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UW Trustees Expand Access To Financial Aid

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University of Wyoming
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University of Wyoming students will have access to more financial aid starting in the fall of 2020. At their July meeting, the UW Board of Trustees voted to expand both merit and need-based scholarship opportunities using institutional funds.

Kyle Moore, associate vice provost for enrollment management, said a university review revealed that financial need stood in the way of degree completion for many undergraduate students.

"We are going to help students who have that demonstrated need financially, and that financial need is currently a barrier between where they are and their bachelor's degree," said Moore.

Even with access to the state-funded Hathaway Scholarship students still, face financial barriers.

"The University of Wyoming is committed to narrowing that gap," said Moore.

So in addition to an increase in merit scholarships for Wyoming high school graduates and for Wyoming community college transfer students with associates degrees, the trustees also allocated $1 million for need-based aid targeted at Wyoming residents.

"There were still students finding themselves in situations that could be supported by the university, so the university is putting some of its resources behind serving that population," said Moore.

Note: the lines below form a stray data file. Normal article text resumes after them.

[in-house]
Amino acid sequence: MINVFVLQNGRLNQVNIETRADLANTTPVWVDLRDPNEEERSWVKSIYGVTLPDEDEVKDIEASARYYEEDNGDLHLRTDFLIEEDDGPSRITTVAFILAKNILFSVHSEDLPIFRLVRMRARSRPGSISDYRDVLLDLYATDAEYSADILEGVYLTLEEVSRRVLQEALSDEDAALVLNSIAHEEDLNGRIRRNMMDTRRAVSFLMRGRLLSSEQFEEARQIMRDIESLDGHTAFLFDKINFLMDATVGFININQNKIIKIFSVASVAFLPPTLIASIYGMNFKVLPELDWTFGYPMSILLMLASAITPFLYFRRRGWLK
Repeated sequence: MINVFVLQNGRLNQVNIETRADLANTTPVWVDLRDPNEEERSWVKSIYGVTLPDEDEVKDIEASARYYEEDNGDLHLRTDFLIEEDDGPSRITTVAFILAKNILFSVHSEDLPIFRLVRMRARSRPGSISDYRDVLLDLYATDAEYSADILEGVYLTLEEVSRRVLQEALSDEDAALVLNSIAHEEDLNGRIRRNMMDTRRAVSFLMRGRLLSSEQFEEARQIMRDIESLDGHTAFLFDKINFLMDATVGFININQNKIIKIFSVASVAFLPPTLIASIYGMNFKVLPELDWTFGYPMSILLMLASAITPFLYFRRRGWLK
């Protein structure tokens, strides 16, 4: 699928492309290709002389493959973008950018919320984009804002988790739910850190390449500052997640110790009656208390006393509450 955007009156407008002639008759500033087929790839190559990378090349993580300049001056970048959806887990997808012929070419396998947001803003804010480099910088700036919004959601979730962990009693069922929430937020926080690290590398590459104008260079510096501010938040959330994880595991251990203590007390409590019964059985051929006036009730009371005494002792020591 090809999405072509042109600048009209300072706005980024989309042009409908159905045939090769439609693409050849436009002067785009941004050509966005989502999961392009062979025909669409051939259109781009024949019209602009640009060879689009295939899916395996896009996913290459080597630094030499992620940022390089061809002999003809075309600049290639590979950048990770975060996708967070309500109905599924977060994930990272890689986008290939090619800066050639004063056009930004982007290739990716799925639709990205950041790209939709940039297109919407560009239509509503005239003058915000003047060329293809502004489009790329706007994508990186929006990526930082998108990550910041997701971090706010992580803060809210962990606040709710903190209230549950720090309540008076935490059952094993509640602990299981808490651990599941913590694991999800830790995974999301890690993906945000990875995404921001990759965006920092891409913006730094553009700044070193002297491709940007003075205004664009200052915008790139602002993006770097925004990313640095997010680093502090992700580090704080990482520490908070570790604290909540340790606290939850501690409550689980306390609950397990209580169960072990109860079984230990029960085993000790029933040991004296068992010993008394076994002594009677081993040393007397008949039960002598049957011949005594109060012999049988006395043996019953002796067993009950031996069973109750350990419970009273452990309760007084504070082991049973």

Moore said the $1 million in need-based aid will be awarded based solely on financial need, for Wyoming students who are regularly admitted to the university.

Moore added that a commitment to keep UW financially accessible is a part of the university's mission as a land grant university.

Tennessee -- despite what the name might make you think -- was born and raised in the Northeast. She most recently called Vermont home. For the last 15 years she's been making radio -- as a youth radio educator, documentary producer, and now reporter. Her work has aired on Reveal, The Heart, LatinoUSA, Across Women's Lives from PRI, and American RadioWorks. One of her ongoing creative projects is co-producing Wage/Working (a jukebox-based oral history project about workers and income inequality). When she's not reporting, Tennessee likes to go on exploratory running adventures with her mutt Murray.
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